Steve Martin dated Trumbo's daughter Mitzi and later recalled how Trumbo smoked pot to curb his drinking and exercised by walking laps around his swimming pool while smoking a cigarette.

Original image
Hamilton Broadway
arrow
Food
A Hamilton-Themed Cookbook is Coming
Original image
Hamilton Broadway

Fans of Broadway hit Hamilton will soon be able to dine like the Founding Fathers: As Eater reports, a new Alexander Hamilton-inspired cookbook is slated for release in fall 2017.

Cover art for Laura Kumin's forthcoming cookbook
Amazon

Called The Hamilton Cookbook: Cooking, Eating, and Entertaining in Hamilton’s World, the recipe collection by author Laura Kumin “takes you into Hamilton’s home and to his table, with historical information, recipes, and tips on how you can prepare food and serve the food that our founding fathers enjoyed in their day,” according to the Amazon description. It also recounts Hamilton’s favorite dishes, how he enjoyed them, and which ingredients were used.

Recipes included are cauliflower florets two ways, fried sausages and apples, gingerbread cake, and apple pie. (Cue the "young, scrappy, and hungry" references.) The cookbook’s official release is on November 21—but until then, you can stave off your appetite for all things Hamilton-related by downloading the musical’s new app.

Original image
iStock
arrow
fun
New Tolkien-Themed Botany Book Describes the Plants of Middle-Earth
Original image
iStock

While reading The Lord of the Rings saga, it's hard not to notice J.R.R. Tolkien’s clear love of nature. The books are replete with descriptions of lush foliage, rolling prairies, and coniferous forests. A new botany book builds on that knowledge: Entertainment Weekly reports that Flora of Middle-Earth: Plants of J.R.R. Tolkien's Legendarium provides fantasy-loving naturalists with a round-up of plants that grow in Middle-earth.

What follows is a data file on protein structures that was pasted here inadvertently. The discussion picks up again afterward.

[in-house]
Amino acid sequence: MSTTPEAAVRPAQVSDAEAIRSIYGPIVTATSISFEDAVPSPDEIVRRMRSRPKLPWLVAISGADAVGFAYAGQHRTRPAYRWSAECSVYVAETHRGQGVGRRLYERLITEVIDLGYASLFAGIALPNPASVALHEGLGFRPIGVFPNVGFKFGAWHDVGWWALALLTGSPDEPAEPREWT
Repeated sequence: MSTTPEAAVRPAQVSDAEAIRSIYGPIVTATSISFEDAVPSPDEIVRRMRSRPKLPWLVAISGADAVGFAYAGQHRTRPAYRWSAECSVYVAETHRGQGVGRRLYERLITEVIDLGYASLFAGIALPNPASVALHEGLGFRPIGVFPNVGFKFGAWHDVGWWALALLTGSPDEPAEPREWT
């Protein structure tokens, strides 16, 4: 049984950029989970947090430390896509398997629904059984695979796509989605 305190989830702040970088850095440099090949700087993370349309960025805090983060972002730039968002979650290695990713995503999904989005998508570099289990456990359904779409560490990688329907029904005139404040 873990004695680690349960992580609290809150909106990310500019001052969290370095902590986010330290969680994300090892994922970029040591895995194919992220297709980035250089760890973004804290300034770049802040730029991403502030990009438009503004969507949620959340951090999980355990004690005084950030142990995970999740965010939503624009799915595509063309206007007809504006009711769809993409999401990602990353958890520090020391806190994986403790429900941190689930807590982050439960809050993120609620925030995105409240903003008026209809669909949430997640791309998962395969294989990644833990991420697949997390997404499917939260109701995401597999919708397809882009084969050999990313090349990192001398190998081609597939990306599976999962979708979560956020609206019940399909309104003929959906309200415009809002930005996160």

Cover art for botanist Walter Judd's book
Oxford University Press

Written by University of Florida botanist Walter Judd, the book explores the ecology, etymology, and importance of over 160 plants. Many are either real—coffee, barley, wheat, etc.—or based on real-life species. (For example, pipe-weed may be tobacco, and mallorns are large trees similar to beech trees.)

Using his botany background, Judd explores why Tolkien may have felt compelled to include each in his fantasy world. His analyses are paired with woodcut-style drawings by artist Graham Judd, which depict Middle-earth's flowers, vegetables, fruits, herbs, and shrubs in their "natural" environments.

[h/t Entertainment Weekly]

SECTIONS

arrow
LIVE SMARTER
More from mental floss studios